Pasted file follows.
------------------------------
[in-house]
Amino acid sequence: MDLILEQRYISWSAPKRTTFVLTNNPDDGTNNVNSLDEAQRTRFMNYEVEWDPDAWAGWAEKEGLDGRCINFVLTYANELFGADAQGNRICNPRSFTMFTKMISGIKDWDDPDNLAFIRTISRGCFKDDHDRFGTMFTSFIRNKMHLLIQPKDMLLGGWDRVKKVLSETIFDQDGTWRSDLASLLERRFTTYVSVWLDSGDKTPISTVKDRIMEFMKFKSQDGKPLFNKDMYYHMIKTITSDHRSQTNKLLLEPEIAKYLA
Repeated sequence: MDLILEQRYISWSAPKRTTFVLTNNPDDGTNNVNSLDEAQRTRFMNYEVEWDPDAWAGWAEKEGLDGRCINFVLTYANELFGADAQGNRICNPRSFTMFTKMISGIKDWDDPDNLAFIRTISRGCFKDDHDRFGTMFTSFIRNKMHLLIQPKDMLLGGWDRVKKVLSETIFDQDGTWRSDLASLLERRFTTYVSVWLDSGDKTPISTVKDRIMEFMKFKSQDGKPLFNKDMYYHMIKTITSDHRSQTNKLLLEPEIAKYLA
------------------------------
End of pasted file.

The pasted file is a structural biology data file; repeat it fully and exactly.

[in-house]
Amino acid sequence: MDLILEQRYISWSAPKRTTFVLTNNPDDGTNNVNSLDEAQRTRFMNYEVEWDPDAWAGWAEKEGLDGRCINFVLTYANELFGADAQGNRICNPRSFTMFTKMISGIKDWDDPDNLAFIRTISRGCFKDDHDRFGTMFTSFIRNKMHLLIQPKDMLLGGWDRVKKVLSETIFDQDGTWRSDLASLLERRFTTYVSVWLDSGDKTPISTVKDRIMEFMKFKSQDGKPLFNKDMYYHMIKTITSDHRSQTNKLLLEPEIAKYLA
Repeated sequence: MDLILEQRYISWSAPKRTTFVLTNNPDDGTNNVNSLDEAQRTRFMNYEVEWDPDAWAGWAEKEGLDGRCINFVLTYANELFGADAQGNRICNPRSFTMFTKMISGIKDWDDPDNLAFIRTISRGCFKDDHDRFGTMFTSFIRNKMHLLIQPKDMLLGGWDRVKKVLSETIFDQDGTWRSDLASLLERRFTTYVSVWLDSGDKTPISTVKDRIMEFMKFKSQDGKPLFNKDMYYHMIKTITSDHRSQTNKLLLEPEIAKYLA